Saturday, February 27, 2010

Tax Policy - President Obama vs. Joe the Plumber

In microeconomics we're just now going through the chapter on tax incidence. We're also taking a quick look at tax fairness which we'll return to later when we cover income distribution. As luck would have it, Greg Mankiw has just presented a paper on tax fairness and income distribution. It's a good read. It contains some useful background information (facts) on income distribution and how that has changed over time. It also covers the differing philosophies of utilitarianism and "just deserts."


Sunday, February 21, 2010

Fabless is Fabulous

US apparel manufacturers long ago quit manufacturing apparel. They provide the design, marketing, wholesale and distribution services and actually get the garments manufactured by overseas contractors. The US athletic shoe market operates the same way.

Increasingly, that also appears to be the business model for IC's (integrated circuits.) With AMD spinning off their fabs, they are now the second largest fabless IC supplier in the world.

In late 1Q09, AMD became a fabless company by including its Dresden, Germany fabs as part of the GlobalFoundries spin-off. IC Insights has included all of AMD's sales for 2009 in the chart. As shown, AMD now ranks as the second largest fabless IC company in the world behind only Qualcomm...

As shown, 17 out of the top 25 fabless IC companies are headquartered in the U.S. Moreover, nine out of the top 10 fabless IC companies in 2009 are based in the U.S...

Given the big disparity in the 1999-2009 IC sales CAGRs between the fabless IC suppliers (15%) and the IDMs (2%), it comes as little surprise that fabless IC companies have been steadily increasing their share of the total IC market.

While most IC suppliers still run their own fabs, the trend toward focusing only on design, marketing, packaging and distribution seems pretty clear.


Saturday, February 20, 2010

Expected Change in Demand - Register Early

I'm expecting full classes in the fall. I teach at Mesa Community College whose classes are a substitute for those at Arizona State University and the two other four year state schools. The state universities are planning on raising tuition:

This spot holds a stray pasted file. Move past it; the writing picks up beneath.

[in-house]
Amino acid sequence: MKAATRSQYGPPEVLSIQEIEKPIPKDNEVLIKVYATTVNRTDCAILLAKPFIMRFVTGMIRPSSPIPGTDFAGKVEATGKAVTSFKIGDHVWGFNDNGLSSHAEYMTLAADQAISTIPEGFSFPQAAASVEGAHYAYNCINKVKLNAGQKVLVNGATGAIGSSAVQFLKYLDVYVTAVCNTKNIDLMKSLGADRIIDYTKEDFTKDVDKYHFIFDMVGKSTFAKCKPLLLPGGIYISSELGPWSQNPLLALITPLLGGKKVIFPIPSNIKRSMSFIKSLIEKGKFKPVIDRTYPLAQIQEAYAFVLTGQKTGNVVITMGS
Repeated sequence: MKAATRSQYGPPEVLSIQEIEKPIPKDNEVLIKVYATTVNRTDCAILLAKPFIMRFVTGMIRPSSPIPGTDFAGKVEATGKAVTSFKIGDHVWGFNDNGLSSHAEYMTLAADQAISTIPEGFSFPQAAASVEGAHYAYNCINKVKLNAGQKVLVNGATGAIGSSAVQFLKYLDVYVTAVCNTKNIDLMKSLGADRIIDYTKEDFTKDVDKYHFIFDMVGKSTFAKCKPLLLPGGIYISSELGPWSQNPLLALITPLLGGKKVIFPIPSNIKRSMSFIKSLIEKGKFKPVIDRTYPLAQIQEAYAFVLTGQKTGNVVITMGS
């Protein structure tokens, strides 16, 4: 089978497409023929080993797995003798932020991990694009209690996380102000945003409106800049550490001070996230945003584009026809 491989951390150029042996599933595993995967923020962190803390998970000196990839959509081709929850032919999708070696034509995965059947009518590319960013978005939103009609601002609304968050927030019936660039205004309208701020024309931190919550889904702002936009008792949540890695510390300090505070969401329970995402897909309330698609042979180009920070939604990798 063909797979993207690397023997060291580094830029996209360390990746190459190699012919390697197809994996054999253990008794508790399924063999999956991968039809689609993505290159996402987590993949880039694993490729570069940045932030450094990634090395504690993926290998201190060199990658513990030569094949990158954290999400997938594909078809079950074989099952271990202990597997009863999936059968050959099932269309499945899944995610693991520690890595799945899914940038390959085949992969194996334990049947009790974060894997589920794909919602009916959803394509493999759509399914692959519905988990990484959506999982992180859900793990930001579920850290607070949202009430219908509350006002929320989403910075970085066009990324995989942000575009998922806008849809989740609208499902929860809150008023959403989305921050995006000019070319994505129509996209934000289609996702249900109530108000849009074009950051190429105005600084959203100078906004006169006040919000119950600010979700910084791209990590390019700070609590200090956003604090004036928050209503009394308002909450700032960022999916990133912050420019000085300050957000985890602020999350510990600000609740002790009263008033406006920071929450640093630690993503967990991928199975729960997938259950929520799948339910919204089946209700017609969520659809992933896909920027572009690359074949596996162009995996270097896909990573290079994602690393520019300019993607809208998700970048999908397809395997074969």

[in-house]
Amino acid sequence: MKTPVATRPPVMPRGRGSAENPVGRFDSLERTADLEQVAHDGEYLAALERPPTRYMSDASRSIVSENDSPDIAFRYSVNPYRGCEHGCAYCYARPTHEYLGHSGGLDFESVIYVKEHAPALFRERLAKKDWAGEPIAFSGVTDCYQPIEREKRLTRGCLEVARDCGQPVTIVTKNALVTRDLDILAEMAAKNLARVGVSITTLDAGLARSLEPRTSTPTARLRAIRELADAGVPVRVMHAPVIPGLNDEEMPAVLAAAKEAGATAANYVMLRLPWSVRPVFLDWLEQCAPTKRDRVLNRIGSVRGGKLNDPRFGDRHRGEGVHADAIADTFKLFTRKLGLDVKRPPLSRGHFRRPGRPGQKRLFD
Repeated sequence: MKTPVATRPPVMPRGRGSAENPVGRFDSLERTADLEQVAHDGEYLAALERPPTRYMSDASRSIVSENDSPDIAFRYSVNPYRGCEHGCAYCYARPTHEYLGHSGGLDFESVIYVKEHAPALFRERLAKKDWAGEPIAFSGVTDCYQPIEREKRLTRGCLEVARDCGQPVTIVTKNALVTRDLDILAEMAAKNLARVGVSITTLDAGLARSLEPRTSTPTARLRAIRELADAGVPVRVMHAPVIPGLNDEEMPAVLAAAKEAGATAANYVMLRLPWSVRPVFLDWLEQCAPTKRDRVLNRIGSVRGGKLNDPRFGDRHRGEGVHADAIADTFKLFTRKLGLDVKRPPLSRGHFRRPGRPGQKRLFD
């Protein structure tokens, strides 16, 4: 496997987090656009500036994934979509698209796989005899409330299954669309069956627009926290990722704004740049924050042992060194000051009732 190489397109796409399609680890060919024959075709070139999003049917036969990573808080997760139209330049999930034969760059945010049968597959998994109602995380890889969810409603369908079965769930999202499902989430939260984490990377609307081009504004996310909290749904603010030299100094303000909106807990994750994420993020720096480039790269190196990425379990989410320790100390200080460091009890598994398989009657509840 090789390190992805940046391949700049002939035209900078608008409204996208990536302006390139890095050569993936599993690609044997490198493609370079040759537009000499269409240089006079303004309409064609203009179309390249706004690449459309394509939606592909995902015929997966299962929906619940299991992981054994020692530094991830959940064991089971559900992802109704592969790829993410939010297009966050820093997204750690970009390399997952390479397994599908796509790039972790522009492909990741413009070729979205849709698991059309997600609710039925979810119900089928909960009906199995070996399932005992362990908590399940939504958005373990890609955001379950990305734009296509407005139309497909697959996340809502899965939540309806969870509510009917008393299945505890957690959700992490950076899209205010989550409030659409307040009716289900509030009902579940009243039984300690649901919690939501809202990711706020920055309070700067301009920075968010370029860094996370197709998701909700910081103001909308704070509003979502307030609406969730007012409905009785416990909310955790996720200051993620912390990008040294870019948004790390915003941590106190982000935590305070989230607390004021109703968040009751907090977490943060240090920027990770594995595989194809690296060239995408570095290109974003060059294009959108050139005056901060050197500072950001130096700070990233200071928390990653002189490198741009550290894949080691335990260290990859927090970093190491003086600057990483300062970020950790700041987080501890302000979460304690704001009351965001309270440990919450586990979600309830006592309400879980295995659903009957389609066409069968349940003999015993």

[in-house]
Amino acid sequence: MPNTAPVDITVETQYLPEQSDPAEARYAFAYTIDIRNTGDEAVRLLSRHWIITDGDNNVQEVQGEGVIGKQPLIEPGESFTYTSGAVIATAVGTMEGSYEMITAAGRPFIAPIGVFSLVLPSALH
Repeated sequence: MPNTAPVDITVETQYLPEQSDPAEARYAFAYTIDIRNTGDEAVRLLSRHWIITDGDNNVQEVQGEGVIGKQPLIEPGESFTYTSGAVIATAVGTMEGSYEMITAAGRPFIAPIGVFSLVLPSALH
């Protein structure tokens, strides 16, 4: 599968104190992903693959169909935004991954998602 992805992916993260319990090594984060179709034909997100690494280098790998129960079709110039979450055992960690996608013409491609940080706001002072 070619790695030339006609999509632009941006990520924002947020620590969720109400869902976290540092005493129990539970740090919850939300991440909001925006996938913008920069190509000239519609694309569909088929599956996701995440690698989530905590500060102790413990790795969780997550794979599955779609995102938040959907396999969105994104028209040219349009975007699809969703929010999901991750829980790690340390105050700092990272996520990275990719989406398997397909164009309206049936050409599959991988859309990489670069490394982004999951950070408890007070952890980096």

The presidents of Arizona's three state universities are proposing steep increases in tuition this fall, saying they are necessary to make up for cuts in state funding and the uncertain economy.

The biggest increase would be at the University of Arizona, which is proposing a $2,130 jump in tuition and fees for undergraduate students, raising the cost by 31 percent, to $8,972 a year.

Meanwhile the Maricopa County Community Colleges, of which Mesa is a part, are not raising tuition.

Students at the 10 Maricopa County community colleges likely will not see a tuition increase next year, a decision driven by more money than anticipated from property taxes and belt-tightening in the budget...

Tuition for Maricopa County residents would remain at $71 per credit hour in 2010-11, or $2,130 for a student who takes a full-time load of 30 credits per year. That's the same rate as 2008-09 and the current school year.

Since the price of the substitute is increasing, I expect our demand to increase.

Note to students. Register early. We're going to have a full house in the fall so get your preferred classes locked in early.

Also note that if you take econ from me you are in a class with up to 32 students. If you take it at ASU, you can be in a room with 350 of your closest friends.

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Monday, February 15, 2010

Value vs. Merit

I usually post on news, not commentary, but the following makes an important point.

From Reason Magazine, Shikha Dalmia notes that you get paid for value, not merit.

In a functioning market, Hayek insisted, financial compensation depends not on someone's innate gifts or moral character. Nor even on the originality or technological brilliance of their products. Nor, for that matter, on the effort that goes into producing them. The sole and only issue is a product's value to others.


But markets don't just expand and democratize the concept of merit; they render it moot. No longer does it matter what great qualities reside in you. What matters is if you can make them work for others. The concept of merit is replaced by that of value. Merit is intrinsic, concentrated, and atomistic; value is relational, decentralized, and social.

To the extent that academia rewards merit rather than creating value, we're teaching our students the wrong things.

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Thursday, February 11, 2010

Resorting to Taxing Resorts

Arizona's Espresso Pundit has a short post on the irony of two stories in the Arizona Republic. One laments the low rates that local hotels and resorts are receiving while the other talks about a proposed increase in hotel taxes (bed tax) in Scottsdale.

From an educational standpoint the timing of these articles couldn't be better. In Microeconomics we're just starting into elasticity, and we'll follow it up with tax incidence - both of which are apparent in the articles.

First the basics. The demand for hotel rooms, especially at resorts is price elastic. It's perceived as a luxury with lots of available substitutes. Meanwhile, the supply is perfectly inelastic. Hotels and resorts have a fixed number of rooms to rent per night, and they really want to keep them full. Some revenue is almost always better than no revenue for a room.